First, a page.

I think we've all gone through that lost phase in our life - the one where we question everything we thought we knew, try on different personas like clothes, and struggle to figure out what's right. What fits. We do stupid shit because we're not in the right mindset, and we hurt people when we really don't mean to. Penny goes through this in How To Be Someone Else, and Del manages to capture it almost perfectly.
There were a few instances where I felt a disconnect with Penny, mostly because of my inability to sympathize with her. I found it extremely difficult to put myself in her shoes, since my parents have been separated since I was 9, and I couldn't help but feel that her feelings were blown out of proportion. But I can't say her feelings are invalid simply because I can't understand them. I've always struggled with this, so it's nothing new, but it always sucks when it affects my relationship with a character like Penny. She was spunky, sweet, and loved to read.

I loved her relationship with Alex. It was so incredibly sweet; long-time friends falling for each other always warms my heart, because you know it's going to last. (I don't even want to talk about those damn epilogues, because CUTENESS OVERLOAD.) Even though I thought Alex definitely needed to chill at times (especially over Ryan), I couldn't help but appreciate how attentive and caring he was. He was always watching out for Penny, which you really don't see that much these days, so he got major points in my book.
The family dynamics touched a spot in my heart, since I know personally how hard it is for a family to come back together once it fractures. There are so many feelings that come into play, so many hearts that can or can't be mended, that it can take years for feelings to heal. Even though I said I struggled at points with Penny's feelings, there were moments when she thought or did something that punched me straight in the heart. It was so achingly familiar and heartbreaking that I wanted to hug her. 
Overall, this was a tender, fun, and honest approach to what it's like to lose yourself, and the surprises that come out of finally finding yourself.


About the author
Rachel Del is a head-in-the-clouds introvert, homebody and thirty-something writer currently living in Las Vegas, Nevada with her husband and three-year-old son. Originally from Ontario, Canada she works in book publish, and spends her free reading and writing contemporary romance novels. She drinks far too much black coffee and could eat sushi every day.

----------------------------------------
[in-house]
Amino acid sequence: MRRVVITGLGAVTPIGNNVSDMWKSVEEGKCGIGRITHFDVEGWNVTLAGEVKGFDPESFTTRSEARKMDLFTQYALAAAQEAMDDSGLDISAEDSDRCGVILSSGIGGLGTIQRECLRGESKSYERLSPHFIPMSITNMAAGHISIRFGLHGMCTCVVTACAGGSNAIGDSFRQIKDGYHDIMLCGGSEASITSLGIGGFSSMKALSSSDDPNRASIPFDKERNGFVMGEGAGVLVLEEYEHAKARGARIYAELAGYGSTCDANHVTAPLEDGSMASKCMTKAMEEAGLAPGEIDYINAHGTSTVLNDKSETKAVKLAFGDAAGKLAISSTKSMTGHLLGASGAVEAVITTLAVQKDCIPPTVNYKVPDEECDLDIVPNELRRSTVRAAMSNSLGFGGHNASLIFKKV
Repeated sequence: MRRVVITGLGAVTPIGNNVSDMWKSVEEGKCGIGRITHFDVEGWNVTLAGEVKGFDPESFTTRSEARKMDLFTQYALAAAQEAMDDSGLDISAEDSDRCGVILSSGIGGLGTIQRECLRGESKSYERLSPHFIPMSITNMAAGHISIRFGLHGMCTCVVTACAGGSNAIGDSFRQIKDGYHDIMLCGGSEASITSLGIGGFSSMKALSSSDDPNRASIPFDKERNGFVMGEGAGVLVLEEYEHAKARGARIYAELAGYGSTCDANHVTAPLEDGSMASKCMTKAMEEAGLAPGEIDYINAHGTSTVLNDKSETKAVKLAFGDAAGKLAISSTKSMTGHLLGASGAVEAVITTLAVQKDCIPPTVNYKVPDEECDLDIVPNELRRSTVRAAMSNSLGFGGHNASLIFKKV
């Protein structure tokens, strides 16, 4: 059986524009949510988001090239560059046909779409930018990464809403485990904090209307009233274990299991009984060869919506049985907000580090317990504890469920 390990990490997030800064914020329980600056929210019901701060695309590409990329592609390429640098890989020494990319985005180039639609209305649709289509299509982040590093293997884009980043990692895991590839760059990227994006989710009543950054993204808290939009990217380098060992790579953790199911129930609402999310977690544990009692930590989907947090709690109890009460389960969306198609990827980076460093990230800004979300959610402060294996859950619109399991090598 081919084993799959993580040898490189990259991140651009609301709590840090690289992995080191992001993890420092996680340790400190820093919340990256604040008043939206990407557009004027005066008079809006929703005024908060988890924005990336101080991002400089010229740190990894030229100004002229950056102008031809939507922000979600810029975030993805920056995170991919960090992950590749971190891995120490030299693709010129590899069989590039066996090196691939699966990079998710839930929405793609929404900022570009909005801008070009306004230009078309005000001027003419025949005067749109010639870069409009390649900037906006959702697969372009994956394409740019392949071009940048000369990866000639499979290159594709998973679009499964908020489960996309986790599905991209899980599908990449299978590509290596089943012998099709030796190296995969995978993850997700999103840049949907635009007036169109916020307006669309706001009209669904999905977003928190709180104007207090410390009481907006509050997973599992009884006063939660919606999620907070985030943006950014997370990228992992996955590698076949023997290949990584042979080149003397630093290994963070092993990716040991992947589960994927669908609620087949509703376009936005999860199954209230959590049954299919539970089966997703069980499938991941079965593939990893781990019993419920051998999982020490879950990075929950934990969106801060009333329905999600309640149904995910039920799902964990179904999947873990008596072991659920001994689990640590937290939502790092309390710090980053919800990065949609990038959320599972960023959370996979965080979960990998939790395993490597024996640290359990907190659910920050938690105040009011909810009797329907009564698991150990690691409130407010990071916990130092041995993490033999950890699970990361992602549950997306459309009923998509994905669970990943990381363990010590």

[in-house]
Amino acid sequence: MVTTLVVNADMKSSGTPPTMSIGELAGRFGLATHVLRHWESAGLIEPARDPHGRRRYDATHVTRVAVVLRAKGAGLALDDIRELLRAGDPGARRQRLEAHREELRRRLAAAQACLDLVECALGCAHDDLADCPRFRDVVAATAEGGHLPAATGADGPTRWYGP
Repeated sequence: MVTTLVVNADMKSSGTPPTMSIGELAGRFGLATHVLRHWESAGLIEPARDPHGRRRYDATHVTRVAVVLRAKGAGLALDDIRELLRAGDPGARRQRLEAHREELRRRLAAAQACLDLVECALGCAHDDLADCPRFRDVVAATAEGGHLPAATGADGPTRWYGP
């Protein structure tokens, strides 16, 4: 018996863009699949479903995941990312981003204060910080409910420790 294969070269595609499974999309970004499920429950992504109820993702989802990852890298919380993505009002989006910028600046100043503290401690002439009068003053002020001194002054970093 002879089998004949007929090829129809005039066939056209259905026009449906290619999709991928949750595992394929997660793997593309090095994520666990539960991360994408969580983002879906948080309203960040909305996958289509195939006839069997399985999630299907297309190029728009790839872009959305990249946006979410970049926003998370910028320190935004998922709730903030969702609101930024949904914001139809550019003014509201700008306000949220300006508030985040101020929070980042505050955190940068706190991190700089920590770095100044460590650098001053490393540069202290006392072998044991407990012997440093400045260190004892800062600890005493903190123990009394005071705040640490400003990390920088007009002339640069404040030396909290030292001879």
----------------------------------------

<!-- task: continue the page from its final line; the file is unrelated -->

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Recent DNF's

Friday, October 14, 2016

Three Dark Crowns by Kendare Blake
I'm SO sad about this. Three Dark Crowns has an incredible premise: three triplets queens are born, each with a different gift: one's a naturalist, one's an elemental, and one's a poisoner. When they turn 16, they have to fight to the death for their crown. Like???? DOESN'T THAT SOUND AMAZING? The potential was ridiculously glorious, but Blake didn't live up to it. The characters were two-dimensional, we got zero world-building or history on this plot (why are they supposed to kill each other? Who started this? Why can't they all reign in their respective territories?) and the writing was awkward and formal. Also, the plot was lacking. The ending had promise, but still. The build-up was poorly done.
But! This is one of those books where people either really liked it or really didn't, so you be the judge.

Cam Girl by Leah Raeder
I recently did some trading on twitter, and got an ARC of this. I had been eyeing Raeder's work for a while now, but never really got the chance to buy it. It wasn't high on my priority, ya know? But the opportunity presented itself (in an ARC format, which is always more precious to me), and I snagged it. And was extremely disappointed. The writing was beautiful and flowery, but the characters. Vada is one of those kinds of people that I don't understand. Even being in her head doesn't help me. She's dramatic and rude, and would treat most people like shit (like Ellis) and then would be shocked when they wouldn't want to be around her. She was too prideful. Those kinds of characters never sit well with me, and Cam Girl was no exception.
 How to Hang a Witch by Ariana Mather